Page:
Study quantifies the growing traction of open access

Now an analysis shows that researchers in the UK are indeed posting their papers online earlier, as are their colleagues all over the world. The time researchers are taking to post papers online shrunk by an average of 472 days per country between 2013 and 2017, finds a study published on 17 April and to be presented at the ACM/IEEE Joint Conference on Digital Libraries in June. Though the authors can’t definitively say what’s behind the trend, they suggest that the Research England policy and other funding eligibility requirements recently announced worldwide are pushing academics to rapidly make their work freely available….”

Do Authors Deposit on Time? Tracking Open Access Policy Compliance – Open Research Online

Abstract:  Recent years have seen fast growth in the number of policies mandating Open Access (OA) to research outputs. We conduct a large-scale analysis of over 800 thousand papers from repositories around the world published over a period of 5 years to investigate: a) if the time lag between the date of publication and date of deposit in a repository can be effectively tracked across thousands of repositories globally, and b) if introducing deposit deadlines is associated with a reduction of time from acceptance to open public availability of research outputs. We show that after the introduction of the UK REF 2021 OA policy, this time lag has decreased significantly in the UK and that the policy introduction might have accelerated the UK’s move towards immediate OA compared to other countries. This supports the argument for the inclusion of a time-limited deposit requirement in OA policies.

REF must ‘bring hammer down’ on open access books, says professor | Times Higher Education (THE)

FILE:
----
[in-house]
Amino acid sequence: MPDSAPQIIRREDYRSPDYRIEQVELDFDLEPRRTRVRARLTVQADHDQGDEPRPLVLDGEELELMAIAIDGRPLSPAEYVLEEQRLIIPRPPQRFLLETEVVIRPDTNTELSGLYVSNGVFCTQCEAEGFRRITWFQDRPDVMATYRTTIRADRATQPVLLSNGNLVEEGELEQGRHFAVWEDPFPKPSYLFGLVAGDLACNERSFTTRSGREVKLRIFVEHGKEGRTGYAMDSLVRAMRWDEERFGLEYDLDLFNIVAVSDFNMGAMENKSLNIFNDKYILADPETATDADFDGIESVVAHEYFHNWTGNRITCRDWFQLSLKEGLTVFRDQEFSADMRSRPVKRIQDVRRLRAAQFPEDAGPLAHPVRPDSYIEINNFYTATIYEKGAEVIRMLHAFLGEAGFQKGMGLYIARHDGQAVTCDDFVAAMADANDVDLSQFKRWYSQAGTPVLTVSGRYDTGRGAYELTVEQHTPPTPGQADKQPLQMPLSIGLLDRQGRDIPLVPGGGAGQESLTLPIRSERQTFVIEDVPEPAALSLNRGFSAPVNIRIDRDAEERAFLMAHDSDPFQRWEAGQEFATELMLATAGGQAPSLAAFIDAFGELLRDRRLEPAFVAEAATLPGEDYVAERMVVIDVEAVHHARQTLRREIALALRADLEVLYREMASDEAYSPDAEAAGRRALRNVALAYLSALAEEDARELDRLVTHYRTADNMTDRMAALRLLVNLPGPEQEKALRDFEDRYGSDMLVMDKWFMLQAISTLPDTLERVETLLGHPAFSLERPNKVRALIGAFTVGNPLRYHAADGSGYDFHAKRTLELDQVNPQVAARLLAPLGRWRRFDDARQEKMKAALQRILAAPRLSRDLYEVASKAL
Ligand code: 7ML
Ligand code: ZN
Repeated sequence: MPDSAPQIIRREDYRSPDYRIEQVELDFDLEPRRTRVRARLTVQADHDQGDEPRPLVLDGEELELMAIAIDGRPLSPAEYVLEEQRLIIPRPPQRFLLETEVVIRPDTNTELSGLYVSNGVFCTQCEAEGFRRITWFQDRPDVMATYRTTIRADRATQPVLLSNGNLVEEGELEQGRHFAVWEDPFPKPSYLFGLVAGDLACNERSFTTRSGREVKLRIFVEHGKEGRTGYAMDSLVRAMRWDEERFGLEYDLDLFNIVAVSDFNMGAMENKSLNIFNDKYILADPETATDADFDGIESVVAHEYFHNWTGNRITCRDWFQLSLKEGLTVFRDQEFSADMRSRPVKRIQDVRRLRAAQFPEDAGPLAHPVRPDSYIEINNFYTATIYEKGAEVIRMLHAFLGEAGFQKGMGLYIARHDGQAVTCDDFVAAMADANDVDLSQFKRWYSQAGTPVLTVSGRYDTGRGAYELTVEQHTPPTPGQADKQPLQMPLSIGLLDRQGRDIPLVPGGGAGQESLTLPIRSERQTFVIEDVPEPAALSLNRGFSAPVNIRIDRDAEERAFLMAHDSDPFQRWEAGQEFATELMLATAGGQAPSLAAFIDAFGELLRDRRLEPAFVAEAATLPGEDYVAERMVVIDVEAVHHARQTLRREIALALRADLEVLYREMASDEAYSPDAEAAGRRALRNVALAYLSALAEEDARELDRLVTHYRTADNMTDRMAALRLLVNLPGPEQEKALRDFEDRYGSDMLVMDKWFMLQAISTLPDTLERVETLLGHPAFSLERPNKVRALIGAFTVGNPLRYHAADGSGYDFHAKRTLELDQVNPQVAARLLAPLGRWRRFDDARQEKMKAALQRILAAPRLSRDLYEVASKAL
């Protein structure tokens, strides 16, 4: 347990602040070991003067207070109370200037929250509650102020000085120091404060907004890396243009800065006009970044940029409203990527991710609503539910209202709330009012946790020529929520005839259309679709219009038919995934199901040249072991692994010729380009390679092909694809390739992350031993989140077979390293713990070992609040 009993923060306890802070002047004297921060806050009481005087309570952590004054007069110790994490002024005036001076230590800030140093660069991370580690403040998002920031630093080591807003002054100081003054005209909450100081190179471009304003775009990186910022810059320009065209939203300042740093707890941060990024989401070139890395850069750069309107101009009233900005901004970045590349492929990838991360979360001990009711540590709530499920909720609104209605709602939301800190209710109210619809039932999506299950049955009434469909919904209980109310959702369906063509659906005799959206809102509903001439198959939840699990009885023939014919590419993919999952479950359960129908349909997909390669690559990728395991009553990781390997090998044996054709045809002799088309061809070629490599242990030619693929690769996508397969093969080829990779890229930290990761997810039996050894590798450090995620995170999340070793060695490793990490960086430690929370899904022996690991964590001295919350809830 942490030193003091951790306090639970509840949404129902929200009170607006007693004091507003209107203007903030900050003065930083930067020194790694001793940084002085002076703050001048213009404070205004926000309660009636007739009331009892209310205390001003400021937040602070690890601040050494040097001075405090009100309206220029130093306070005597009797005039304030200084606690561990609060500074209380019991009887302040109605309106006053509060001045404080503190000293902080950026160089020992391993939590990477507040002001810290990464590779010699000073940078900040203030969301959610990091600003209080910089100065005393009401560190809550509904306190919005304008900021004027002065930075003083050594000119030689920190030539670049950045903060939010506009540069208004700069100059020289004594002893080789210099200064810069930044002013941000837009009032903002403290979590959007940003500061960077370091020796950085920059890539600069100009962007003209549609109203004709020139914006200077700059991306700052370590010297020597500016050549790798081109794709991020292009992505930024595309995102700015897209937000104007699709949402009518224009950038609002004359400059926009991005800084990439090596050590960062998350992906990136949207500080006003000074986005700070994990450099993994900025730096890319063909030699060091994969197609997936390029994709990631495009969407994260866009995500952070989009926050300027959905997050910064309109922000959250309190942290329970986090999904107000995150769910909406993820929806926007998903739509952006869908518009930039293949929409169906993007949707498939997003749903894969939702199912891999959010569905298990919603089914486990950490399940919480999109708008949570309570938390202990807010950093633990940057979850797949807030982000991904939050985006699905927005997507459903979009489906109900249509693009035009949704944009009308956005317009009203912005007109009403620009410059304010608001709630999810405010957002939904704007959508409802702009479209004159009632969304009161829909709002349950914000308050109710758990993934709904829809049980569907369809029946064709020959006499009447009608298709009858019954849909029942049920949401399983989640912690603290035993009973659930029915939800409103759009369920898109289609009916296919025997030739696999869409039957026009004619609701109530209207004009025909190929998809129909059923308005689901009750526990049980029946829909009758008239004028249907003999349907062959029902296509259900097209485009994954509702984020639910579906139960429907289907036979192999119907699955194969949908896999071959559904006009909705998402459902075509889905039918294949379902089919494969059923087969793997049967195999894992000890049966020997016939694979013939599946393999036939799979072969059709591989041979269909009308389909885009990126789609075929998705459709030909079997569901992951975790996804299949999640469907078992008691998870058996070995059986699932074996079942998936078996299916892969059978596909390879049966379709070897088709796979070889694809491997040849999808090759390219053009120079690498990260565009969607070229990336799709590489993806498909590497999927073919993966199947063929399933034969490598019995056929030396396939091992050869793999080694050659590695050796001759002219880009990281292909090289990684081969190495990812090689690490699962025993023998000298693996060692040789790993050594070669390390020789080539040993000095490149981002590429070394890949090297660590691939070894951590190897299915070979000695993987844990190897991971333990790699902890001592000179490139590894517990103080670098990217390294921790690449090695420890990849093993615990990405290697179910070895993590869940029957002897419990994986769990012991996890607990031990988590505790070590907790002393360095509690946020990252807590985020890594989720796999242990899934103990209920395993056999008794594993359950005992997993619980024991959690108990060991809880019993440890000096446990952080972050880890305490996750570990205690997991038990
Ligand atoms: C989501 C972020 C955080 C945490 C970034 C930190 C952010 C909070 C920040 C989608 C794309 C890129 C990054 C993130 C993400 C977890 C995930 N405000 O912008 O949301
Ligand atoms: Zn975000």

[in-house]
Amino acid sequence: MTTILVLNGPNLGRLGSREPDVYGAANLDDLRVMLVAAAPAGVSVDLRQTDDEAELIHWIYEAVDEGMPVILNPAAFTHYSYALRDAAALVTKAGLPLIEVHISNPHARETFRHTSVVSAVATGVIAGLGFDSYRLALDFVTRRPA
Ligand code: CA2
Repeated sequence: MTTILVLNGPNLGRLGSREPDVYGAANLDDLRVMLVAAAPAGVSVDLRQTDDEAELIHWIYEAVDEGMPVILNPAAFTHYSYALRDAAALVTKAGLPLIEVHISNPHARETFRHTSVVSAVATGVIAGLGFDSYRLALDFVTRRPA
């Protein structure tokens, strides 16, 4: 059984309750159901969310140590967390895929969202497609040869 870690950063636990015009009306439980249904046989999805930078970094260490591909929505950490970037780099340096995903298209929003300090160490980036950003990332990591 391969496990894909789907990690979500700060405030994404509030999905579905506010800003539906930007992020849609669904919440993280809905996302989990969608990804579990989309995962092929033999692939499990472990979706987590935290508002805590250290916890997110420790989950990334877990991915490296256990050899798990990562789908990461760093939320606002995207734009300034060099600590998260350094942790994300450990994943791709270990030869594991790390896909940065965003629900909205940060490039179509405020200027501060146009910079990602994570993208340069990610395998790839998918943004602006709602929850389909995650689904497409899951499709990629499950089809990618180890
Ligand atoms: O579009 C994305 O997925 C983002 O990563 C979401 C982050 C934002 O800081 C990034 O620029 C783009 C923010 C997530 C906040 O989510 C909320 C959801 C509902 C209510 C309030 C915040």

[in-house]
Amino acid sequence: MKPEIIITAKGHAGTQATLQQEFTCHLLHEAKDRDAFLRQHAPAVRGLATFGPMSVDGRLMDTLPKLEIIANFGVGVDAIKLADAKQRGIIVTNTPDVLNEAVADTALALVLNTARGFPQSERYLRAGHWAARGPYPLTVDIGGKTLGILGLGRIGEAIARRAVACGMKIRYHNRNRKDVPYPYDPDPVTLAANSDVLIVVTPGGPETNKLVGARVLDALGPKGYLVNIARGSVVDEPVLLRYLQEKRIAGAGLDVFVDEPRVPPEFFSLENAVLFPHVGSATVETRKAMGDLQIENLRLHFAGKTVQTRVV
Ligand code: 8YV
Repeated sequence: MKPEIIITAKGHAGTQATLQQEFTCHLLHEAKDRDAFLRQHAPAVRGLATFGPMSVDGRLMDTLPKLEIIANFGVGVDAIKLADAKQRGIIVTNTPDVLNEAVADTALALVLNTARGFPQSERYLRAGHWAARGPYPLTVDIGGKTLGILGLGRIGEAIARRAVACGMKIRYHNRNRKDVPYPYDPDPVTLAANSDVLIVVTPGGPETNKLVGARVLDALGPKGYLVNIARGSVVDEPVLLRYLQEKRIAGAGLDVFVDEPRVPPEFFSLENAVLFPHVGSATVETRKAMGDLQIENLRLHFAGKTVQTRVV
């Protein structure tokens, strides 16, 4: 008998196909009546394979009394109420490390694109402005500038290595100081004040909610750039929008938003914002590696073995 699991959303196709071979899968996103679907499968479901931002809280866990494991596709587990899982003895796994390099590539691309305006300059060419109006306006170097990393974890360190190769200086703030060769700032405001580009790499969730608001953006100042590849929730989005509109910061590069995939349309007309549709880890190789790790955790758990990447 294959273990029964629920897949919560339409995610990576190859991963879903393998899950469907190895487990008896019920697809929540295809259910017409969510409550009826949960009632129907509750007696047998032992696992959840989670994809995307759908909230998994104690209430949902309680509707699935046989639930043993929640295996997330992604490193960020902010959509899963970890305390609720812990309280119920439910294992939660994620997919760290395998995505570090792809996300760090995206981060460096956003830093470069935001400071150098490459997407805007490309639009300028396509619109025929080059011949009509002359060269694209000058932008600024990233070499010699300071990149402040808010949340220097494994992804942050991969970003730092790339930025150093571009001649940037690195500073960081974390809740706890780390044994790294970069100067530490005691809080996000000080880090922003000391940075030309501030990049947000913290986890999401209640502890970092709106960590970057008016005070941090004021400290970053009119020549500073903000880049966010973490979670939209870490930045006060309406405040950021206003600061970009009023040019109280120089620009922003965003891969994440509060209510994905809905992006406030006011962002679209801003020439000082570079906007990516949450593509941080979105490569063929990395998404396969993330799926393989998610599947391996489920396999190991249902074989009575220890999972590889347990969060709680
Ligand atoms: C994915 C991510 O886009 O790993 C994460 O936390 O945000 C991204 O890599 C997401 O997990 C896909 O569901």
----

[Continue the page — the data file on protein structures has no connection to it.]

It is time to “bring the hammer down” and extend open access requirements for the UK’s research excellence framework to monographs, a professor has said.

Cameron Neylon, professor of research communication at Australia’s Curtin University, said that he was “running out of sympathy” for academics who complained that there was not enough time to prepare for the requirement that long-form scholarly works must be made available easily and free of charge, if they are to be submitted to the 2027 assessment….

While open access monographs was a complicated issue that was “the price of being the leader”, he said. “Leadership requires taking risks. If everyone was comfortable all the time, what would be the point?” “

Plan S: how open access can nurture new positive and collective forms of ‘academic freedom’ – Samuel Moore

Following on from my last post on academic freedom and statements of principle, I want to further clarify my thoughts on how academic freedom relates to open access mandates. Paradoxically, despite claiming that objections to open access mandates on the grounds of academic freedom are mere conservatism, it is likely that the coercive aspect of mandates is what perpetuates such objections….”

» Open letter on the White House public access directive The Occasional Pamphlet

“As has been widely reported, this past Friday the White House directed essentially all federal funding agencies to develop open access policies over the next few months. I wrote the letter below to be forwarded to faculty at the Harvard schools with open-access policies, to inform them of this important new directive and its relation to the existing Harvard policies….”

» Open letter on the White House public access directive The Occasional Pamphlet

“As has been widely reported, this past Friday the White House directed essentially all federal funding agencies to develop open access policies over the next few months. I wrote the letter below to be forwarded to faculty at the Harvard schools with open-access policies, to inform them of this important new directive and its relation to the existing Harvard policies….”

Open Letter in Support of Funder Open Publishing Mandates